While you are reading Shakespeare's tragedy "King Lear" (etext found here), learn this word list that focuses on Mother Nature and human nature. Here are links to all of our lists for “King Lear”: Act 1, Act 2, Act 3, Act 4, and Act 5.
"Impetuous" can also mean "characterized by undue haste and lack of thought" (a synonym for "rash"). This would make the battle between Lear and Mother Nature seem almost like justice because a rash man is being thrashed by a rash wind. But in the example sentence, the words "blasts", "rage" and "fury" connect to violence and to the idea of an impetus, which is a force that moves something (e.g. Lear's white hairs) along.
Bids the wind blow the earth into the sea
Or swell the curled waters above the main,
That things might change or cease; tears his white hair
Which the impetuous blasts, with eyeless rage,
Catch in their fury and make nothing of;
a large waterfall; violent rush of water over a precipice
A cataract can also be "a disease that involves the clouding of the lens of the eye"--this definition does not fit the example sentence, but the idea of dysfunctional eyes can be seen in this act with Lear losing sight of reality and Gloucester actually losing his eyes.
You cataracts and hurricanoes, spout
Till you have drenched our steeples
separate or cut with a tool, such as a sharp instrument
"Cleave" can be a tricky word because it has two meanings that are opposite of each other. The other meaning is "come or be in close contact with", which does not fit the example sentence because Lear is calling for lightning, which can separate oak trees, to burn his head. Once the cleaver of kingdoms and relationships, Lear now wants to be cloven.
You sulphurous and thought-executing fires,
Vaunt-couriers to oak-cleaving thunderbolts,
Singe my white head.
relating to or involving slaves or appropriate for slaves or servants
Another definition of "servile" is "submissive or fawning in attitude or behavior"--this also fits the example sentence, especially when you think about the insults that Kent threw at Goneril's servant, but the chosen definition fits better because in a previous line, Lear calls himself a slave.
But yet I call you servile ministers,
That have with two pernicious daughters join'd
Your high-engendered battles 'gainst a head
So old and white as this.
"Vile" can also mean "morally reprehensible" but that definition does not fit the example sentence because Lear is referring to the hovel which, when he was a king and used to living in a luxurious palace, would've been nauseated at the thought of stepping foot in. But now that he's run away from his daughters and is out in the storm, a hovel seems like a precious shelter.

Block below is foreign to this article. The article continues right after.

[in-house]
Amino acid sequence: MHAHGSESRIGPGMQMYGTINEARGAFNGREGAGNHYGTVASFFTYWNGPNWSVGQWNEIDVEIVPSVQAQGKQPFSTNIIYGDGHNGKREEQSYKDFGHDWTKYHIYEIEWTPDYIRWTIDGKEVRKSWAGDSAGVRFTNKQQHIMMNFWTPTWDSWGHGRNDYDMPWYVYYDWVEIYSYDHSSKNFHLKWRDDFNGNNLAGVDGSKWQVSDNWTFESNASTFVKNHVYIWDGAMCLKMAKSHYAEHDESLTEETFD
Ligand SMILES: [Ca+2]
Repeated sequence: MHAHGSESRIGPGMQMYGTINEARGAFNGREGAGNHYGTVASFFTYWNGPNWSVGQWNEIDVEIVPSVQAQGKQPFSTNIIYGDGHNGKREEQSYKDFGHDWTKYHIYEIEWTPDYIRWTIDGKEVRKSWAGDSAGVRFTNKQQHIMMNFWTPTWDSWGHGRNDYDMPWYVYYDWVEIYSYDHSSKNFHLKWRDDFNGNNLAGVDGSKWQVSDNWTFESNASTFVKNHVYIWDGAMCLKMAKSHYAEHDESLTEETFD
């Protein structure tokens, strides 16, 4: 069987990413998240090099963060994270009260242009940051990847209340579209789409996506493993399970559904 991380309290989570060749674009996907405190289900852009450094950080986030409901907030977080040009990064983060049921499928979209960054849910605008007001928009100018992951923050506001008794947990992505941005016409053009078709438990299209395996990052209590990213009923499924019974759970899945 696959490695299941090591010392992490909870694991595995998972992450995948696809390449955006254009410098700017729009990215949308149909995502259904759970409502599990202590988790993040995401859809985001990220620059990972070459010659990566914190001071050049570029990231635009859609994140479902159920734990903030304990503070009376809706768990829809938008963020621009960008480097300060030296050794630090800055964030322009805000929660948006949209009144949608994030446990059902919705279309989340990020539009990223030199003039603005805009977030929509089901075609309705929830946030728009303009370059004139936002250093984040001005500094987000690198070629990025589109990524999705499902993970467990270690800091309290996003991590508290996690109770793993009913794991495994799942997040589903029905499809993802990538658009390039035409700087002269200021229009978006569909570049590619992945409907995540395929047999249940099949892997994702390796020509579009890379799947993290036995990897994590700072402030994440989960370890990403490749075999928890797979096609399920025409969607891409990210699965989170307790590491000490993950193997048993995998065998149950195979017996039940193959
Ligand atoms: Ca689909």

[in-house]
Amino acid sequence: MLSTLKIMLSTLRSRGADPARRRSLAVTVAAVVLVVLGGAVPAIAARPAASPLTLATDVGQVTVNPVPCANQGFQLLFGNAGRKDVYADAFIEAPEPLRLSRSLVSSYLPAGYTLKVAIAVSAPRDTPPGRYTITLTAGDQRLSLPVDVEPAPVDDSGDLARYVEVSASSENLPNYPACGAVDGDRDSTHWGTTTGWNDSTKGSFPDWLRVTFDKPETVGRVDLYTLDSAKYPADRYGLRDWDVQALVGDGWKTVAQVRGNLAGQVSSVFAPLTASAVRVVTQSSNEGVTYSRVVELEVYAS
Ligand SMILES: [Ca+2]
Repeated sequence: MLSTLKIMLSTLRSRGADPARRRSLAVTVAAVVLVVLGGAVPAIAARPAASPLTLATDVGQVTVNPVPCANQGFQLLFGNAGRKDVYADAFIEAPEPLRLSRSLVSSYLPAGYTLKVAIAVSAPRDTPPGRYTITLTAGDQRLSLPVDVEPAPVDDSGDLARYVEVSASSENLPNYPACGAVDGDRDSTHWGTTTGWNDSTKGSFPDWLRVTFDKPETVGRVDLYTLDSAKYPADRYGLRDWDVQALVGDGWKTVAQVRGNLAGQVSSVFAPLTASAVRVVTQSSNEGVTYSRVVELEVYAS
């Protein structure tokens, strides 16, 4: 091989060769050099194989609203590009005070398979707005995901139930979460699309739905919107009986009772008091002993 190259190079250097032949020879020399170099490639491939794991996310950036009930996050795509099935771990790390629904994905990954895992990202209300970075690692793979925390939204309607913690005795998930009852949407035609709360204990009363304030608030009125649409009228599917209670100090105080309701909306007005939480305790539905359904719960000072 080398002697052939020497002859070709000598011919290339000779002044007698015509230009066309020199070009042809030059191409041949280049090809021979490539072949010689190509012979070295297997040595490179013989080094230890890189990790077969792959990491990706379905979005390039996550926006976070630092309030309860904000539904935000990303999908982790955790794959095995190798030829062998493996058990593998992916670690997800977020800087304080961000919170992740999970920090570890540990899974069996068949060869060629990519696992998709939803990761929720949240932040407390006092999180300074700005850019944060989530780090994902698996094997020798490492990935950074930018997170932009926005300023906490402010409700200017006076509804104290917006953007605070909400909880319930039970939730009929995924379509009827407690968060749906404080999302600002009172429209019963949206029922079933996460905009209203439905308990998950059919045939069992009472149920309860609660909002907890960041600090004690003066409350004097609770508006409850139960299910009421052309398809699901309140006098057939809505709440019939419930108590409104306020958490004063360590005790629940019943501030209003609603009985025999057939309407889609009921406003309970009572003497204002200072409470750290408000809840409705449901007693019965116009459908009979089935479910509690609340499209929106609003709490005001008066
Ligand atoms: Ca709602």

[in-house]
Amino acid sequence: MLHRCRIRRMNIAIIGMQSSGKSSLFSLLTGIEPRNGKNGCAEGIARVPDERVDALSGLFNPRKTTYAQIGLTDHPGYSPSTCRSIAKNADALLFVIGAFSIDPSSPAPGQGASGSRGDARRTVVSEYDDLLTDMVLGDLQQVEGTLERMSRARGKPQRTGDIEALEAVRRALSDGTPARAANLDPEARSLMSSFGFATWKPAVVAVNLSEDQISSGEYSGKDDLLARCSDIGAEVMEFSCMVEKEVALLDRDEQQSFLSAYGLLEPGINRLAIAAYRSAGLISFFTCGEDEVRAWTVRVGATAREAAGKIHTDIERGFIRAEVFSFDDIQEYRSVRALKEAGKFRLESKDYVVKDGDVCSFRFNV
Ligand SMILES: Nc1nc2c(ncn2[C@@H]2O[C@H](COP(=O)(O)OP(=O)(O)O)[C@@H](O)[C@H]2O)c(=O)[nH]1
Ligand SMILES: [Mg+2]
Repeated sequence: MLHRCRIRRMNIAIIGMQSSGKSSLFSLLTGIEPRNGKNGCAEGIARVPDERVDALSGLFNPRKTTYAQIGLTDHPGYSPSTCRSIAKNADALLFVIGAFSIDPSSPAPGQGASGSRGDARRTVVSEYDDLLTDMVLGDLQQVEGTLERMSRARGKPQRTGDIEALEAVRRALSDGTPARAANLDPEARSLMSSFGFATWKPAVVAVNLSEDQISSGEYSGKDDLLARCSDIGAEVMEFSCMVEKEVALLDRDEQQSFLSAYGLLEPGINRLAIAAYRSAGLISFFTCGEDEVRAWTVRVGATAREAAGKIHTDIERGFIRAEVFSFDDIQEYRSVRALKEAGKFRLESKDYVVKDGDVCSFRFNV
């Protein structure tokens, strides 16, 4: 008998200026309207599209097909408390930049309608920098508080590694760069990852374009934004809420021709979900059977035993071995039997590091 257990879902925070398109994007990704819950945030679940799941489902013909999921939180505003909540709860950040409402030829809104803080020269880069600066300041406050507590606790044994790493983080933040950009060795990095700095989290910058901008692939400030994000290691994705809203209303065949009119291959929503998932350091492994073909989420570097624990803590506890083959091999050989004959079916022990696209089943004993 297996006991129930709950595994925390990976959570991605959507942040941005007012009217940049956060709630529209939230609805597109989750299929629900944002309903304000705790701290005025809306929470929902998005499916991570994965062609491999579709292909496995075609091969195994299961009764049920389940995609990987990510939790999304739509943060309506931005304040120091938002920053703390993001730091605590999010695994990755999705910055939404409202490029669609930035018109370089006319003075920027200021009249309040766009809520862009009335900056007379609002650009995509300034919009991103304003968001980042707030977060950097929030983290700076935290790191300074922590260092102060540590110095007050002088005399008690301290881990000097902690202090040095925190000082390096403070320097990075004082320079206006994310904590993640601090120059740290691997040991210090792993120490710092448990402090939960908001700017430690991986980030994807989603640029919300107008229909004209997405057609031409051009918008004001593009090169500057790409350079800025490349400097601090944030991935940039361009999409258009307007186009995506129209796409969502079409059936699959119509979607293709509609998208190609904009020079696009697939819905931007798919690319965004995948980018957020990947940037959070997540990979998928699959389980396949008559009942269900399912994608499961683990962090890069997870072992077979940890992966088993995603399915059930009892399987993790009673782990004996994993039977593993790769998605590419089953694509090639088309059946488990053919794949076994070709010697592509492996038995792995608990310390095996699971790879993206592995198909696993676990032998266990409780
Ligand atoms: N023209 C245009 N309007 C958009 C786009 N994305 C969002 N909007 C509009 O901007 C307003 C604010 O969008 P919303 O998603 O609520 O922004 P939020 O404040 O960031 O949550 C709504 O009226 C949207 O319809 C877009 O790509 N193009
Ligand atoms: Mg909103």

The art of our necessities is strange
And can make vile things precious.
dominance through threat of punishment and violence
Kent is personifying nature here by calling its roughness tyrannical, and he is expressing concern for Lear's physical safety. But the word "nature" in the example sentence refers to Lear's nature, which used to be tyrannical (because he was an absolute dictator) and cannot endure the tyranny of other forces.
The tyranny of the open night's too rough
For nature to endure.
The definition is for "pelt" as a verb but it is used as a noun in the example sentence. Although another definition of "pelt" is "rain heavily", which is what is actually happening in the scene, because Lear is feeling like a victim, the image of the rain as missiles (e.g. arrows) attacking him and other poor houseless wretches is more powerfully fitting.
Poor naked wretches, wheresoever you are,
That bide the pelting of this pitiless storm,
How shall your houseless heads and unfed sides,
Your looped and windowed raggedness defend you
From seasons such as these?
having branches or flower heads that bend downward
The definition is too naturally wholesome to fit the example sentence, since Lear is using the adjective "pendulous" to describe an air that carries plagues. Here, "pendulous" is closer to the meaning of being suspended, like a pendulum.
Now, all the plagues that in the pendulous air
Hang fated o'er men's faults light on thy daughters!
In the example sentence, "subdued" is the past tense of the verb "subdue"--Lear is projecting his own status onto Poor Tom/Edgar. But "subdued" is also an adjective meaning "restrained in style or quality" or "in a softened tone"--neither of which Lear is being here.
Death, traitor! nothing could have subdued nature
To such a lowness but his unkind daughters.
Edmund is pretending to be afraid of censure in order to get Cornwall's trust and protection. But the consequences of Edmund's betrayals will be a lot harsher than a formal rebuke.
In the example sentence, "nature" does not refer to either Mother Nature or Edmund's nature; it refers to the natural bond between a father and a child which, as Gloucester's bastard second son, Edmund never felt and has no trouble betraying in order to get what he thinks he deserves.
How, my lord, I may be censured, that nature thus
gives way to loyalty, something fears me to think